PORTLAND, Ore. — By the time the staff walked into Providence Park’s KeyBank Club, Thursday had already changed. The objectives for the Portland Timbers’ assembled crew — general manager Gavin Wilkinson, technical director Ned Grabavoy, head coach Giovanni Savarese and six other staff members — had shifted away from first-round pursuits. What was once the search for a new player transitioned to one of the small reliefs of a sport’s salary-capped world.
That’s the context for the $100,000 in General Allocation Money (GAM) the Timbers acquired Thursday morning. GAM is one the mechanisms in Major League Soccer that allows teams to transcend their salary caps. With it, you can help pay down player costs, potentially getting your team to compliant from out of bounds. Need extra money to fit players into a year’s budget? Allocation Money, be it the General or Targeted (TAM) versions, is there for you.
That’s what made trading Thursday’s eighth-overall pick worthwhile. Portland got $75,000 in GAM for it from Orlando City SC. Another $25,000 will come next season. For a pick in the top third of the draft, it may not seem like much, but the value of picks in an MLS SuperDraft has become moving target. Fewer top talents enter the league through that mechanism. Many are coming through the league’s Academy system and signing to their youth-level clubs without becoming draft-eligible. Combined with the league’s continued influx of international talent, and the draft’s top players are having less of an impact on the field.
Photo: Craig Mitchelldyer-Portland Timbers
At one time, Major League Soccer’s draft may have been like the National Football League’s. The top selections would not only step right into teams’ lineups but, at the highest points of the draft, be impact players from the start. Now, the draft’s impact feels more like Major League Baseball’s, albeit with a length closer to the National Basketball Association’s. Sometimes there are talents who can make the show immediately, but more often than not, fans are asked to take a wait-and-see approach.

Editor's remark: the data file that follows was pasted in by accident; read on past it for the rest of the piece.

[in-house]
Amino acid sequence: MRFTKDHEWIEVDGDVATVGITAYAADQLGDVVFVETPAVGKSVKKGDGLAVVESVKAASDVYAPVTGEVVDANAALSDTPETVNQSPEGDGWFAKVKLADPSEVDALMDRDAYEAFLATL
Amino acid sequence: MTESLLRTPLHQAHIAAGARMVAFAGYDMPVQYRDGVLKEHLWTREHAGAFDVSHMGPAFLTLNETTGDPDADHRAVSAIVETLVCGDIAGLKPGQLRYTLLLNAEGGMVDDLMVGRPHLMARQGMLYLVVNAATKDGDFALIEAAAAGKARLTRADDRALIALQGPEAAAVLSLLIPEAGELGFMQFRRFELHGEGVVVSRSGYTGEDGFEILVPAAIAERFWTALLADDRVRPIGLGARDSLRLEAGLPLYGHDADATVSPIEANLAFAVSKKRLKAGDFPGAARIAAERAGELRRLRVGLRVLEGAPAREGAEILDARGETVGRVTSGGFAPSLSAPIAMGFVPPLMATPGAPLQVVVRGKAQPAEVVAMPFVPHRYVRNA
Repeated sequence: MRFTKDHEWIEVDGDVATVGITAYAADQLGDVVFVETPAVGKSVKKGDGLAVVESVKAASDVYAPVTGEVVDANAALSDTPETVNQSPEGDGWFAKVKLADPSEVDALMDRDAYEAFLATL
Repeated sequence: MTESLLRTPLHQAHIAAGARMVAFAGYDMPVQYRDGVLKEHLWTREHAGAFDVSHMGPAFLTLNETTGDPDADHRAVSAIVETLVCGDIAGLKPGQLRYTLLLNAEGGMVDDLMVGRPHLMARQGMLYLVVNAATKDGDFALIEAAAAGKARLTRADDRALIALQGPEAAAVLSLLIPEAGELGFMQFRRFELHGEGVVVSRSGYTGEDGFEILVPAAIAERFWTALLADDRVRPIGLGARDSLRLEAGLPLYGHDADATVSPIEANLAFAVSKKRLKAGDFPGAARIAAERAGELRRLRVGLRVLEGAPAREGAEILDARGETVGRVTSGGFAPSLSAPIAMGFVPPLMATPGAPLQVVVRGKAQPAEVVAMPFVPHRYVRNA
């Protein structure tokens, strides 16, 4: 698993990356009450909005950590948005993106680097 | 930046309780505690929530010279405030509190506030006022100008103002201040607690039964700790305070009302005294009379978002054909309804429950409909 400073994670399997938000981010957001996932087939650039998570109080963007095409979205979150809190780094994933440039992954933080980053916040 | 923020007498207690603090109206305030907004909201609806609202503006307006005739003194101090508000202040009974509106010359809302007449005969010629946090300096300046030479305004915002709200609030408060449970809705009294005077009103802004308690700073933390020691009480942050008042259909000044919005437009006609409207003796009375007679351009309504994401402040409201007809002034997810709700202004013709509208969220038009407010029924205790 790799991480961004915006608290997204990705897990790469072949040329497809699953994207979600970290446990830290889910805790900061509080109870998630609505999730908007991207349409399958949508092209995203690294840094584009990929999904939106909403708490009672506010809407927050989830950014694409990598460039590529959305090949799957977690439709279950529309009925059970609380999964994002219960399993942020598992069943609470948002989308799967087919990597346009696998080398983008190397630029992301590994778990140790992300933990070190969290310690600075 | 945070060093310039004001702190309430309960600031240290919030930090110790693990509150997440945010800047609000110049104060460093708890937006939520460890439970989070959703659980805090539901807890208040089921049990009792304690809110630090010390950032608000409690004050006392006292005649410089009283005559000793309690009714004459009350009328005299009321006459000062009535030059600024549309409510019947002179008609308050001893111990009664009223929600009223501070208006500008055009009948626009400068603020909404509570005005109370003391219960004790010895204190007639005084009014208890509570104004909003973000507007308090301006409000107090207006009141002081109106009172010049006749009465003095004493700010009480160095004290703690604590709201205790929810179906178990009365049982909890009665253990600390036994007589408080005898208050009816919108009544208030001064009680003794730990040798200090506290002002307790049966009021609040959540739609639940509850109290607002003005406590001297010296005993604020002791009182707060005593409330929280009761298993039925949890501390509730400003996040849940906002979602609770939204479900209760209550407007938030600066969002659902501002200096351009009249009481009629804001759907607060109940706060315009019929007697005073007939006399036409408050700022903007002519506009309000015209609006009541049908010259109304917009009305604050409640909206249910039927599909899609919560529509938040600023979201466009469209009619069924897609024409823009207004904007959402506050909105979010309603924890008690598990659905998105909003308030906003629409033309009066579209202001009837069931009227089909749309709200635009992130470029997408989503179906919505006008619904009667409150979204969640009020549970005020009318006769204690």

By now, Timbers fans have gotten used to waiting and seeing in other ways. On one track, that’s meant waiting to see how players like Marvin Loría, Renzo Zambrano and Pablo Bonilla develop. On another, it’s tracking the progress of Blake Bodily and Hunter Sulte, as well as departed Homegrown Players like Marco Farfan and Foster Langsdorf, when they were still in Portland. While some teams have emphasized the SuperDraft, Portland’s focused their efforts elsewhere. Perhaps there’s no right or wrong in either approach, but when it comes to how you allocate resources, it may be better to emphasize one.
For the Timbers, if that means more emphasis on international scouting, it also makes their allocation money more valuable, something that’s particularly true at this point in the club’s success cycle. Over the next few years, Portland will have a veteran core expected to compete with the top teams in Major League Soccer. Another way to look at it: That core won’t be cheap. The Timbers have a number of players in the primes of their careers, both in terms of their on-field value and the price they command in their contracts. Every dollar the team can get through selling picks, trading international spots, or helping players find new homes is a dollar that goes into keeping a contender together.
Maybe that, too, is something that’s given MLS’s drafts a different context. After all, Portland is not the only team trying to maintain a veteran core. In that world, draft picks are no longer mechanisms to add new talent or trade for other teams’ players. They’re potential GAM. They’re potential TAM. They become additive to a team’s salary cap in ways that arne’t apparent in a mock draft or a draft board. Perhaps more than any other league, Major League Soccer has a draft where selections and cap management are intertwined, and while that’s also very true in the NBA, in basketball, the draft is still the primary way to add new talent.
In MLS, all those considerations impacted last week’s decision to trade Jorge Villafaña – a deal that moved Portland into the eighth spot on Wednesday. They impacted the plans the team had for that asset and, when there was a feeling that the players the team valued wouldn’t fall to eight, how the Timbers wanted to move forward. Seventy-five thousand dollars in 2021 may not be exciting, but in the face of how the Timbers evaluated the draft — and stretching your salary cap could be the difference between maintaining your squad or making a tougher decision – Portland’s priorities were broader.
For fans, the process may have been unsatisfying. We’ve come to love a draft’s drama. But Major League Soccer’s drafts began moving in another direction years ago. Today, Portland played out the realities of our MLS world.